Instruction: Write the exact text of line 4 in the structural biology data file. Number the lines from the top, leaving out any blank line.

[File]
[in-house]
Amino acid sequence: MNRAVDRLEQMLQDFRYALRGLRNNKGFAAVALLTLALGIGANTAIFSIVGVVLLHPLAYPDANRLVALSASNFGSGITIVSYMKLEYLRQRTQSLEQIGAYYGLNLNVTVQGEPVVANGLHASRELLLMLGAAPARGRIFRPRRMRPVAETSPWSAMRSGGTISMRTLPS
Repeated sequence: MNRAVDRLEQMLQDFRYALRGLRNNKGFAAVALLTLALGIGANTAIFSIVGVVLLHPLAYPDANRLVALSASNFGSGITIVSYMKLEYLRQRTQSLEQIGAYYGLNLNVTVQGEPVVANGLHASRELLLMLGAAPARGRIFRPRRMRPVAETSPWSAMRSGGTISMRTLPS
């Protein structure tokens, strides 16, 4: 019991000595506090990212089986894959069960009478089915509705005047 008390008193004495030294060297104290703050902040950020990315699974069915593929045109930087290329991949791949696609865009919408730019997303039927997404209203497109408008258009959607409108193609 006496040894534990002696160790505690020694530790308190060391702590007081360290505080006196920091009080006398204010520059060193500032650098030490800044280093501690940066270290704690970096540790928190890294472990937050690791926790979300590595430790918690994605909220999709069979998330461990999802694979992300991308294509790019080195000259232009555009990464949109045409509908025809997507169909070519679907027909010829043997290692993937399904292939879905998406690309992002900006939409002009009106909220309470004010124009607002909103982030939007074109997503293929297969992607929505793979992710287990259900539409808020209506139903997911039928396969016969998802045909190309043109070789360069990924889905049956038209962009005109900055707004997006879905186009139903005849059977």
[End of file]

């Protein structure tokens, strides 16, 4: 019991000595506090990212089986894959069960009478089915509705005047 008390008193004495030294060297104290703050902040950020990315699974069915593929045109930087290329991949791949696609865009919408730019997303039927997404209203497109408008258009959607409108193609 006496040894534990002696160790505690020694530790308190060391702590007081360290505080006196920091009080006398204010520059060193500032650098030490800044280093501690940066270290704690970096540790928190890294472990937050690791926790979300590595430790918690994605909220999709069979998330461990999802694979992300991308294509790019080195000259232009555009990464949109045409509908025809997507169909070519679907027909010829043997290692993937399904292939879905998406690309992002900006939409002009009106909220309470004010124009607002909103982030939007074109997503293929297969992607929505793979992710287990259900539409808020209506139903997911039928396969016969998802045909190309043109070789360069990924889905049956038209962009005109900055707004997006879905186009139903005849059977």